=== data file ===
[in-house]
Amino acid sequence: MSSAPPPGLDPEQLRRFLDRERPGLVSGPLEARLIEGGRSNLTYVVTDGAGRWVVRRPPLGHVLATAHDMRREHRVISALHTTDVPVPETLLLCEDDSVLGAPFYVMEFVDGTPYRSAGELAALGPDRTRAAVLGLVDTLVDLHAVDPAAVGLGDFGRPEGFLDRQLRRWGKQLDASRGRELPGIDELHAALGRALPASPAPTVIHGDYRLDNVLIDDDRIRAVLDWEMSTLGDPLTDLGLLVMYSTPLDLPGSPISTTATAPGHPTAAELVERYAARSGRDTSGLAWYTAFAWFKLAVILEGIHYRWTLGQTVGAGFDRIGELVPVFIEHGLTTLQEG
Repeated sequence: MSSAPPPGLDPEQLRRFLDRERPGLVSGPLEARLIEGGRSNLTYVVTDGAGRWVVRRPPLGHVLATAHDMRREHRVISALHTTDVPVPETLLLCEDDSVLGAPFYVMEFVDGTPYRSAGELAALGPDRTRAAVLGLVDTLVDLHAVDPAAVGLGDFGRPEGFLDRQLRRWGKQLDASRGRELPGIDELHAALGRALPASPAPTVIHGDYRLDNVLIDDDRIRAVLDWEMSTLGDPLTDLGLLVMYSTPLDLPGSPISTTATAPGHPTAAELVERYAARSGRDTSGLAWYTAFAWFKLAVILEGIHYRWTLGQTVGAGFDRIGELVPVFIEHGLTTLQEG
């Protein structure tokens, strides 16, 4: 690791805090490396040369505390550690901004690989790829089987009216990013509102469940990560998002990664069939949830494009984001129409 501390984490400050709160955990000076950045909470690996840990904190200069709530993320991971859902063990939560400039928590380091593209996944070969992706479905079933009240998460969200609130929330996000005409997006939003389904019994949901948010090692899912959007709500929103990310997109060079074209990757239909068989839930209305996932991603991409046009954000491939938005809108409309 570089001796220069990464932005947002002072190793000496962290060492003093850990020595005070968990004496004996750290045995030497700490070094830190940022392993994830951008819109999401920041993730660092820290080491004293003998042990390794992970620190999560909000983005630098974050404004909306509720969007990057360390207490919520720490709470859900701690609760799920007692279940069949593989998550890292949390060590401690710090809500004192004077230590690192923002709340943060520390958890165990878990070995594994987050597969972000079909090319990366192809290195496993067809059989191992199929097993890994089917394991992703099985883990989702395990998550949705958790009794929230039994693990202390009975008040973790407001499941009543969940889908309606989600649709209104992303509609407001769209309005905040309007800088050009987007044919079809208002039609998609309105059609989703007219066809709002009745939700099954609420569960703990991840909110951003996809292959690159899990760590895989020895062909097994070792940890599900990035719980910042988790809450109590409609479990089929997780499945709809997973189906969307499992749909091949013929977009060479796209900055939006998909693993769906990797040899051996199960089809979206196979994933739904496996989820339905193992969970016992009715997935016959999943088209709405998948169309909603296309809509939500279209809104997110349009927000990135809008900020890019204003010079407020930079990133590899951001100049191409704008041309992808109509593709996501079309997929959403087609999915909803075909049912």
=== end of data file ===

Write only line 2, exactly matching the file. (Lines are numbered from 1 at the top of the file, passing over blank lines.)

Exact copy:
Amino acid sequence: MSSAPPPGLDPEQLRRFLDRERPGLVSGPLEARLIEGGRSNLTYVVTDGAGRWVVRRPPLGHVLATAHDMRREHRVISALHTTDVPVPETLLLCEDDSVLGAPFYVMEFVDGTPYRSAGELAALGPDRTRAAVLGLVDTLVDLHAVDPAAVGLGDFGRPEGFLDRQLRRWGKQLDASRGRELPGIDELHAALGRALPASPAPTVIHGDYRLDNVLIDDDRIRAVLDWEMSTLGDPLTDLGLLVMYSTPLDLPGSPISTTATAPGHPTAAELVERYAARSGRDTSGLAWYTAFAWFKLAVILEGIHYRWTLGQTVGAGFDRIGELVPVFIEHGLTTLQEG